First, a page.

Enter Sandman
By Stephanie Williams
Published by McWitty Press  
August 2004; 0975561804

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Enter Sanman by Stephanie Williams

The New York Post

WHO’S THAT MUSE?: Art tart has NYC guessing

May 22, 2010— Who’s that girl?

The entire New York art scene—make that all of New York—wants to know. Call this impassioned pretty woman the “Moan-a Lisa.” Not since Leonardo da Vinci’s mystery madam has a femme in a frame been the object of so much speculation.

The question arises at the Museum of Modern Art’s blockbuster retrospective of James Morales, the “bad boy” artist who thumbed his nose at the art establishment by entering a self-imposed exile just after shooting to fame in the late 1990’s. For years, when curious collectors asked after Morales’s work, curators told them the hard-edged Latino’s brush had dried up (and, word had it, that the bald bruiser himself had cracked up). Now we find that his magic materials were flying across the canvas the entire time. Along with Junkyard, the mixed-media painting that won Morales his first kudos at 1997’s Promettente (as always, at the Galina Woodworth Gallery), MoMA offers room after room of lush abstracts in lighter flesh tones, browns, and reds—leading, chronologically, to his final works, more straightforward paintings of what are obviously half-body nudes featuring a porcelain-skinned woman in repose. Many have compared the most triumphant, Untitled IV 2005—a deeply textured, full-body nude of a tortured and apparently scarred female form—to the work of Expressionist Egon Schiele.

But the public has other associations in mind. “I think the comparison to Mona Lisa is a valid one,” observed Gresh Martin, the self-admitted “George Plimpton of the art world,” who discovered Morales during his brief stint curating the annual Promettente (Italian for “up-and-coming”) group shows in their heyday. “The look on this woman’s face…it’s simply exquisite. It’s impossible to tell if she’s in agony or ecstasy. She could be dying—or having an orgasm!”

But the guessing game is complicated by the fact that so little is known about the personal life of Morales, who died in 2007 after an apparent overdose. And those who knew Morales, including current Oscar nominee Carly Croft, aren’t talking. Some recall having seen former model Doreen Philbrick, who dabbled at the Woodworth Gallery before her marriage to Mick Jagger, with Morales at the time of his early success.

But others say the identity of the mystery woman, along with that of the paintings’ current owners, is anybody’s guess.



“Whoever she is, I can say this about her,” Martin says, with a twinkle in his eye. “Morales owes her a great deal. But I think he’s paid her back in spades. Thanks to him, she will live forever.”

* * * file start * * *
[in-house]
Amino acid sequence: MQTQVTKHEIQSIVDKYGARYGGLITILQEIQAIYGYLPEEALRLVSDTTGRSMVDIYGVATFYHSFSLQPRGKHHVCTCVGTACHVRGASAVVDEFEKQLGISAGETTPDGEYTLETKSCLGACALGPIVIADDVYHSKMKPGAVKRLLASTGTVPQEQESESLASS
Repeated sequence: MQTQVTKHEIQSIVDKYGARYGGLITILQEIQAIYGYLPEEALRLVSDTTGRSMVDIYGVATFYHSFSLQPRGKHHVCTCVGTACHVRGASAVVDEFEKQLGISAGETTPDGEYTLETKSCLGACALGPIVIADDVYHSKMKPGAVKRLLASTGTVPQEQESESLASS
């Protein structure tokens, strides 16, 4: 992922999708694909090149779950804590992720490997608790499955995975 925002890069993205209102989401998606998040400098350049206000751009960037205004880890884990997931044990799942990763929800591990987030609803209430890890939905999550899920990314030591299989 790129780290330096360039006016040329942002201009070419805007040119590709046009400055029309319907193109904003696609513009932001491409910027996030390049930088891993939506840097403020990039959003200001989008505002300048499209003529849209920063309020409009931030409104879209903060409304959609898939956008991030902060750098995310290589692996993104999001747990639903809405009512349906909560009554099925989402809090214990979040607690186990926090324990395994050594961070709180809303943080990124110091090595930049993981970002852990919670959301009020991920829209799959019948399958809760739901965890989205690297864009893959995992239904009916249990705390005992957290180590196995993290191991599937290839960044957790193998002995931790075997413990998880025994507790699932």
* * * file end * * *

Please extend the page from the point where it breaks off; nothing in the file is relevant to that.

New York


Trisha sat down to a cold cheese-and-tomato sandwich at 4:45 p.m., an hour when most girl Fridays of the world cleared their desks and waited to be told they could go. But the Galina Woodworth Gallery operated on a different schedule—and 4:45 p.m. was lunchtime.

She stared at her computer monitor and, with one hand, absently reached for a baby carrot. With the other, she typed her e-mail password: Persevere. She deleted several pieces of junk mail, which announced that she was “Winner #26310” and in need of “ Steroids! Mexican grade Anabolics!” That left two queries about the upcoming Peter Saul exhibit and—what was this?

Yo Trishie!!

What up, babe? Nada here. Takin it easy and trying not to get into too much trouble. Met up with Glenn last week and he asked about you. Actually he asked if you broke into the porn biz yet but you know Glenn.

To answer your question, their still threatnin to offer me that NY job but no word yet so I’m not holdin my breath.

Take it easy.


Trisha hit reply and gnawed at the carrot, confronting the blank screen. In her last e-mail, a month and a half ago, she’d told Mitch all about her prestigious new job at SoHo’s hottest gallery. Now that she’d settled in, she was far less eager to update him. What would she say—that she was working much harder, and commanding far less respect, than she ever had at the Museum of Modern Art? That she was low man on the totem pole, so low that she could sometimes taste the dirt?

And her love life was no less stunted. Her friends back at MoMA had been so sure Tom would propose on Valentine’s Day that they’d reportedly held a pool about what time of day it would happen. Even Trisha was fooled; she’d hinted about it in the last e-mail to Mitch (who, thankfully, hadn’t followed up with a congrats—the lousy bum). Maria, the office cynic, won the pot, having successfully predicted that it wouldn’t happen at all.

Trisha cleared the blank form from her screen. Better to wait a week, and then apologize to Mitch for being too busy to respond earlier. It wouldn’t hurt for her college boyfriend to think she had a life.